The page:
Lord Mayor refused to go anywhere because her chains were 'disgusting'

Councillor Sonja Crisp also demanded the council put her up in the city centre while her official residence underwent restoration

Olivia Blair@livblair
Tuesday 15 September 2015 19:07

The Lord Mayor of York refused to take part in any more ceremonial duties until her “disgusting” chains were sorted out, leaked emails have revealed.

The York Press saw emails from Labour Councillor Sonja Crisp, complaining that her decorative chains were “in a disgusting state” and that she needed written confirmation that they would be “re-gilded” before she would attend any more events.

Further emails exposed the Lord Mayor’s threat to not leave her official residence of Mansion House while it underwent planned restoration, unless the council found her other accommodation in the city centre.

The email to council officials said: “You either need to look for suitable alternative living accommodation for me for approx. 4-5 weeks or you will need to reschedule works and work around me…”

Her email concluded: “Just a gentle reminder that I am the Lord Mayor, the first citizen, the rightful resident of the Mansion House and I have rights too.”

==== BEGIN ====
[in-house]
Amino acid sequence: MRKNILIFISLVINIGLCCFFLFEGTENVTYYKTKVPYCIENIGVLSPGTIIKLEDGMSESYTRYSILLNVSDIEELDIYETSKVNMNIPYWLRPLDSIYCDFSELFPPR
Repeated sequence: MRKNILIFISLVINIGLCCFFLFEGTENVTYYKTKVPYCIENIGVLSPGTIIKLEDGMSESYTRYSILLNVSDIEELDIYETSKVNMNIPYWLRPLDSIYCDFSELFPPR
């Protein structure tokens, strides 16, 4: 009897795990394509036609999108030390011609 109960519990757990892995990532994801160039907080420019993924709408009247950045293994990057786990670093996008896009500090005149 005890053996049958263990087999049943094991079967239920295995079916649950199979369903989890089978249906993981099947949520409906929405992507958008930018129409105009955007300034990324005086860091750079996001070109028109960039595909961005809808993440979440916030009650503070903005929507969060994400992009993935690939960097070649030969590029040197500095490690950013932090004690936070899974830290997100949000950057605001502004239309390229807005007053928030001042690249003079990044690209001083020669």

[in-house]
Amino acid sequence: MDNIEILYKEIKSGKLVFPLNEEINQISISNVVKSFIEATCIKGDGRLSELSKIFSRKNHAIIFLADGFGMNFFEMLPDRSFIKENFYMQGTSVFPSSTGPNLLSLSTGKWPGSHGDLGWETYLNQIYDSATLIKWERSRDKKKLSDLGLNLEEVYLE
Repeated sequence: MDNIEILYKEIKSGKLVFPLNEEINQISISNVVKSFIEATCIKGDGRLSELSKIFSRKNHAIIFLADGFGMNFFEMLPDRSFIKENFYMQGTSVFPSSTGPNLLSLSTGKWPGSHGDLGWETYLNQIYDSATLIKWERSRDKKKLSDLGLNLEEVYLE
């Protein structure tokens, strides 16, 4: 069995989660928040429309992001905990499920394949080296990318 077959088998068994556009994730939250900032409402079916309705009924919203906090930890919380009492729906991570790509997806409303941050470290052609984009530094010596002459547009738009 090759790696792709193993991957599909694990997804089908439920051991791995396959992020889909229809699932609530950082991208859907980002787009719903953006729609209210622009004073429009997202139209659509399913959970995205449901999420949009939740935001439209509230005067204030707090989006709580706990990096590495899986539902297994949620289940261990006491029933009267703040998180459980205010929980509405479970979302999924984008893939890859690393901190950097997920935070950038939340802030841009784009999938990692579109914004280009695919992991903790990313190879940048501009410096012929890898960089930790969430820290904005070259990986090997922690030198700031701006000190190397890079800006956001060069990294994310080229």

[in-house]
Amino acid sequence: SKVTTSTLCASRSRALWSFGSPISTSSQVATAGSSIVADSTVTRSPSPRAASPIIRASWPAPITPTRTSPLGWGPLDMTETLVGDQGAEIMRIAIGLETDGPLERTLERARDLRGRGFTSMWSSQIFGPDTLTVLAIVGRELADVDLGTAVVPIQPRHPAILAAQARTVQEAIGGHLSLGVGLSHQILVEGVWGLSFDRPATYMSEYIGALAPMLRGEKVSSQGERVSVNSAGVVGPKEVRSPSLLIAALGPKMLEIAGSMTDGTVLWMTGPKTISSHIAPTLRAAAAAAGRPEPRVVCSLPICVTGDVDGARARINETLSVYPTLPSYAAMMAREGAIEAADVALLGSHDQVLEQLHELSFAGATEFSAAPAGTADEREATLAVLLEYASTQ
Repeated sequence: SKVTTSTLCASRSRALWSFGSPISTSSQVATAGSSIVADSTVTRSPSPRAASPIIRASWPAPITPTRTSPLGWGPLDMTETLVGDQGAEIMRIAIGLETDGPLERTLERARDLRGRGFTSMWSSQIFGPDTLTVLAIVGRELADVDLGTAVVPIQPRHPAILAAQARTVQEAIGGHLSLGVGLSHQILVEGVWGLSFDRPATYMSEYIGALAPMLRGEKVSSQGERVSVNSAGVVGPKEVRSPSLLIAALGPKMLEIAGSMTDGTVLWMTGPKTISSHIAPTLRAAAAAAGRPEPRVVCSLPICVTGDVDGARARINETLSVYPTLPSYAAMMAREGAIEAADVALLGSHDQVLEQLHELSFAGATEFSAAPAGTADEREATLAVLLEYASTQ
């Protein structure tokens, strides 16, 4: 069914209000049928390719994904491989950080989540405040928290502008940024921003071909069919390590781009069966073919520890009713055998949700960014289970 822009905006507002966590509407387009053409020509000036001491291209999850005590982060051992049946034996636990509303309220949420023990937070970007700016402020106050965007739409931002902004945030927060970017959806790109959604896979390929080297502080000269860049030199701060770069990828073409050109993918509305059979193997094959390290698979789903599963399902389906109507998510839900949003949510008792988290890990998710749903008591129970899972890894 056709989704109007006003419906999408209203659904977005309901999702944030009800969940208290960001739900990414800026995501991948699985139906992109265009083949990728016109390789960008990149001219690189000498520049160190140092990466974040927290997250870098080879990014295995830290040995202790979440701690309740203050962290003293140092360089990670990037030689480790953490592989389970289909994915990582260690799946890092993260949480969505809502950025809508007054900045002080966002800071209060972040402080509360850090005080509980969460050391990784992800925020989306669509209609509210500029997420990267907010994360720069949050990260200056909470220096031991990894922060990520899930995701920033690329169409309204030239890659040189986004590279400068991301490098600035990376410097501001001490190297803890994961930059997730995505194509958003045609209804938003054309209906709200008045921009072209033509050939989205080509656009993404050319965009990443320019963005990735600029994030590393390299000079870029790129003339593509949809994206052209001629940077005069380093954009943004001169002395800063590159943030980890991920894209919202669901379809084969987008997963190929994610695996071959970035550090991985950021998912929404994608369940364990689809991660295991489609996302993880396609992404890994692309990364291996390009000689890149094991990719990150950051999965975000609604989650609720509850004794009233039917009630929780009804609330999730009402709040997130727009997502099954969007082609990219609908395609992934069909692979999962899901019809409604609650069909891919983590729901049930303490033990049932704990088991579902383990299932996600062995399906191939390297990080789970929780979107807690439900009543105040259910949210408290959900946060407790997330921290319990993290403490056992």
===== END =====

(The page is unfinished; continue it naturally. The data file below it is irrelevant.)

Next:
Councillor Crisp also told the council they had caused her stress that resulted in her falling ill.

She explained how she had been ill twice, saying: “Those episodes, I believe, are in no small part due to the stress and extra worry and work that my treatment by the council is causing me.”

At the other end, emails sent by council officials referred to Councillor Crisp having “yet another outburst”.

In light of the leaked emails, Councillor Crisp told the York Press: “I am deeply concerned at any embarrassment to the Lord Mayoralty this may cause.

"My only intention throughout my time in office is to try and preserve the dignity and position of the office of Lord Mayor for the future of the City.

“I was very keen that the chains of office were re-gilded after more than one person reported to me that they were looking in very poor condition. The history of those chains needs to be preserved for future generations.”

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